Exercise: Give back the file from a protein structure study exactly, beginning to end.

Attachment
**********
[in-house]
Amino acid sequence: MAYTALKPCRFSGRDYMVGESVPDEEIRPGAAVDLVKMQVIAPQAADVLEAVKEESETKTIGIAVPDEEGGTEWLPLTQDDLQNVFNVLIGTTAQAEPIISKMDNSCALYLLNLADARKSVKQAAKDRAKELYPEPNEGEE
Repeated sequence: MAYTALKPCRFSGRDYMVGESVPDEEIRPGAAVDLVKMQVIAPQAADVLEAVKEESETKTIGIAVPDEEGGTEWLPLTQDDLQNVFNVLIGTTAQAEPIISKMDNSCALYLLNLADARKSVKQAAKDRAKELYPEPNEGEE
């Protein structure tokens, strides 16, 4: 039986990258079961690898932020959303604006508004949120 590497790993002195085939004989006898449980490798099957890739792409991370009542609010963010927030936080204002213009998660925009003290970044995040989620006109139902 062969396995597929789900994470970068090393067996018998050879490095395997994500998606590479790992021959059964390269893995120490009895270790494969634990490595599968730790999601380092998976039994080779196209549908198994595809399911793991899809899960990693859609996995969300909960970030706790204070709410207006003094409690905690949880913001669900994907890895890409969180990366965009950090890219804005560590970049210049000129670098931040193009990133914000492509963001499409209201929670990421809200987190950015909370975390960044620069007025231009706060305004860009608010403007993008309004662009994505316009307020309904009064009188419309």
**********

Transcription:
[in-house]
Amino acid sequence: MAYTALKPCRFSGRDYMVGESVPDEEIRPGAAVDLVKMQVIAPQAADVLEAVKEESETKTIGIAVPDEEGGTEWLPLTQDDLQNVFNVLIGTTAQAEPIISKMDNSCALYLLNLADARKSVKQAAKDRAKELYPEPNEGEE
Repeated sequence: MAYTALKPCRFSGRDYMVGESVPDEEIRPGAAVDLVKMQVIAPQAADVLEAVKEESETKTIGIAVPDEEGGTEWLPLTQDDLQNVFNVLIGTTAQAEPIISKMDNSCALYLLNLADARKSVKQAAKDRAKELYPEPNEGEE
């Protein structure tokens, strides 16, 4: 039986990258079961690898932020959303604006508004949120 590497790993002195085939004989006898449980490798099957890739792409991370009542609010963010927030936080204002213009998660925009003290970044995040989620006109139902 062969396995597929789900994470970068090393067996018998050879490095395997994500998606590479790992021959059964390269893995120490009895270790494969634990490595599968730790999601380092998976039994080779196209549908198994595809399911793991899809899960990693859609996995969300909960970030706790204070709410207006003094409690905690949880913001669900994907890895890409969180990366965009950090890219804005560590970049210049000129670098931040193009990133914000492509963001499409209201929670990421809200987190950015909370975390960044620069007025231009706060305004860009608010403007993008309004662009994505316009307020309904009064009188419309």